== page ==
The arrest sends a powerful signal to several groups. According to Gusinsky's supporters, the arrest is part of a trend toward government muzzling of independent media and intimidate journalists. Independent television TV Tsentr has been having trouble renewing its broadcast license, several newspapers have been reprimanded for publishing interviews with Chechen leaders, and the media minister recently announced his intention to enforce a law requiring all print media to be licensed.

But silencing a free press does not appear to be the main goal of the arrest. Gusinsky's humiliating arrest and detention in Moscow's infamous Butyrskaya prison can also be taken as a signal to the oligarchs and security services that the Kremlin will move against those who do not come to terms with it.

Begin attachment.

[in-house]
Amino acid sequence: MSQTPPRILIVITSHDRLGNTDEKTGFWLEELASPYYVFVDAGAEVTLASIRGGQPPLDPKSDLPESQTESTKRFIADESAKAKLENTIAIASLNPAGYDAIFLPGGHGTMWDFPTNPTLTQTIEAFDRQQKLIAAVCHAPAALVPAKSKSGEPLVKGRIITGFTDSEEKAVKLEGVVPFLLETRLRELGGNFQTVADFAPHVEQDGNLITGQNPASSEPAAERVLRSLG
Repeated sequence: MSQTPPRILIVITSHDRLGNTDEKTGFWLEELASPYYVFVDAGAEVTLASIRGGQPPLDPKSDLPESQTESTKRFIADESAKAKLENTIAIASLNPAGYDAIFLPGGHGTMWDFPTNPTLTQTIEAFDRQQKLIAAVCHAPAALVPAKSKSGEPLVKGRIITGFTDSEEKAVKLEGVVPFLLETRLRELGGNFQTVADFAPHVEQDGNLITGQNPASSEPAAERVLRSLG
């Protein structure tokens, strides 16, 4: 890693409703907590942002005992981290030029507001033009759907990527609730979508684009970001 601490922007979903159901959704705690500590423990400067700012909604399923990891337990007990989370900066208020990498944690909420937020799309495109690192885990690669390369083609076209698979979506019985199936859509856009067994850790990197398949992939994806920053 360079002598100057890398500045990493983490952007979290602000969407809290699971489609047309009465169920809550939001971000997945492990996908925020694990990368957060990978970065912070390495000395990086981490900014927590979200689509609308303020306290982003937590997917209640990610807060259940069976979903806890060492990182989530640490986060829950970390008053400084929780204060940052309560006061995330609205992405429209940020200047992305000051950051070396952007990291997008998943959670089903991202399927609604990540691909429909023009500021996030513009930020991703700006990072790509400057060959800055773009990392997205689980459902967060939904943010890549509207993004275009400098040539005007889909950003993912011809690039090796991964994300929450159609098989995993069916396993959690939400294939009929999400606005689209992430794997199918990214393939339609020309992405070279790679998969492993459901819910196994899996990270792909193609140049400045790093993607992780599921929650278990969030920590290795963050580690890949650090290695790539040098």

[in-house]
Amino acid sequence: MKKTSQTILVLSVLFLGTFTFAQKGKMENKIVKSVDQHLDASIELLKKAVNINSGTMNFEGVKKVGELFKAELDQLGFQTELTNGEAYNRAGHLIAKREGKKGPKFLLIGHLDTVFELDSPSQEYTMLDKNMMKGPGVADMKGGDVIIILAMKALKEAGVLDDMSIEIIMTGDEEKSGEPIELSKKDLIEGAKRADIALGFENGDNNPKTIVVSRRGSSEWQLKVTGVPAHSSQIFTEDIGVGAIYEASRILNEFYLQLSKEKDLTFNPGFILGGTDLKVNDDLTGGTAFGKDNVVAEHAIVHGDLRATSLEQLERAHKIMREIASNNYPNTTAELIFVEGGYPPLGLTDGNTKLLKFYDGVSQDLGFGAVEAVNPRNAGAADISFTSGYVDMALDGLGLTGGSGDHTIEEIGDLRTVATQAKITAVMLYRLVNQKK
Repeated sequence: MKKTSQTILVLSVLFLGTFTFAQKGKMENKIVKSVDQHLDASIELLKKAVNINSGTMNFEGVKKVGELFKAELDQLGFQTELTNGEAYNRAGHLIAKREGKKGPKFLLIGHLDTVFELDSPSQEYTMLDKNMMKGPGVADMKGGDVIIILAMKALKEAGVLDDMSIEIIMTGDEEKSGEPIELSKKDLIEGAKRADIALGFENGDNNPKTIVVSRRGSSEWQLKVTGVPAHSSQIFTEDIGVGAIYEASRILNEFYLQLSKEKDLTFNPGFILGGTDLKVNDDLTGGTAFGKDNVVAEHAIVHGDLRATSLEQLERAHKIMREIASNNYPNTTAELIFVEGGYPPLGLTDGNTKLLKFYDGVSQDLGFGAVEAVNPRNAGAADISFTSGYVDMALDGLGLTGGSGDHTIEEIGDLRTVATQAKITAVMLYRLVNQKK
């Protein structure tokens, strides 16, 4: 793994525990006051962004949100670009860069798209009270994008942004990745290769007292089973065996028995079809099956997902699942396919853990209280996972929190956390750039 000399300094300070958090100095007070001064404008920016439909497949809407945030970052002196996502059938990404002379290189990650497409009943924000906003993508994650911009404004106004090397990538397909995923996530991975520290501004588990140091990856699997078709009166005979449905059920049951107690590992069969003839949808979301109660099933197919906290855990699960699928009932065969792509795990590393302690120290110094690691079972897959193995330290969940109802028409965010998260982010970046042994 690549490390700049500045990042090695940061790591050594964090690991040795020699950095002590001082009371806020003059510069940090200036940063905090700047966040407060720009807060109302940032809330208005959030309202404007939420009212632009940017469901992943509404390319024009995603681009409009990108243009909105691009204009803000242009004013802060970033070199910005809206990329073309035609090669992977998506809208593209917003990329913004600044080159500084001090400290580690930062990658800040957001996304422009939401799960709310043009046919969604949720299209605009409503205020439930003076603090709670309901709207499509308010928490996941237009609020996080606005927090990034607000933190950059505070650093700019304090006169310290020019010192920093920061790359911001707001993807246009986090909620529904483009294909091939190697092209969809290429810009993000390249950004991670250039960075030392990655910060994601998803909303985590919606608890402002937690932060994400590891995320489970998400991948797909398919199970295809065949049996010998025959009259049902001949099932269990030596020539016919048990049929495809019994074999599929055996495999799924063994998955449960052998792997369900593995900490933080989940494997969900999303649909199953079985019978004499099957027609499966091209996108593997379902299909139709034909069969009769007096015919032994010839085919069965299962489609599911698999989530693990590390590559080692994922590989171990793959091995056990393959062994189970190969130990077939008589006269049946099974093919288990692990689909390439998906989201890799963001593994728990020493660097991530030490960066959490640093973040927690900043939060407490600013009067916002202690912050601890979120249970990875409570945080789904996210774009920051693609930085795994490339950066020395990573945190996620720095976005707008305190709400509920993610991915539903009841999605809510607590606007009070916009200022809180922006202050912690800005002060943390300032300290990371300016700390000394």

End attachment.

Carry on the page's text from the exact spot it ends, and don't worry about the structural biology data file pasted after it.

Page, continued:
According to Carnegie Endowment analyst Nikolai Petrov, all the oligarchs except Gusinsky have struck informal deals with the Kremlin. There has been no real press freedom in Russia, Petrov says, only competing political clans that controlled their own newspapers. Gusinsky is being targeted because he is the only media mogul who continues to overtly oppose the Kremlin.

"Before, the whole so-called freedom of the press was mainly linked to the existence inside the party of power of different clans that could each lean on its own media group. As soon as the struggle of those clans came to an end, as soon as one single group took the upper hand, and as soon as politics ceased to be public, right away, the possibility in principle of the existence of a media group or publications of relative independence, or not directly under the control of this group, turned out to be impossible."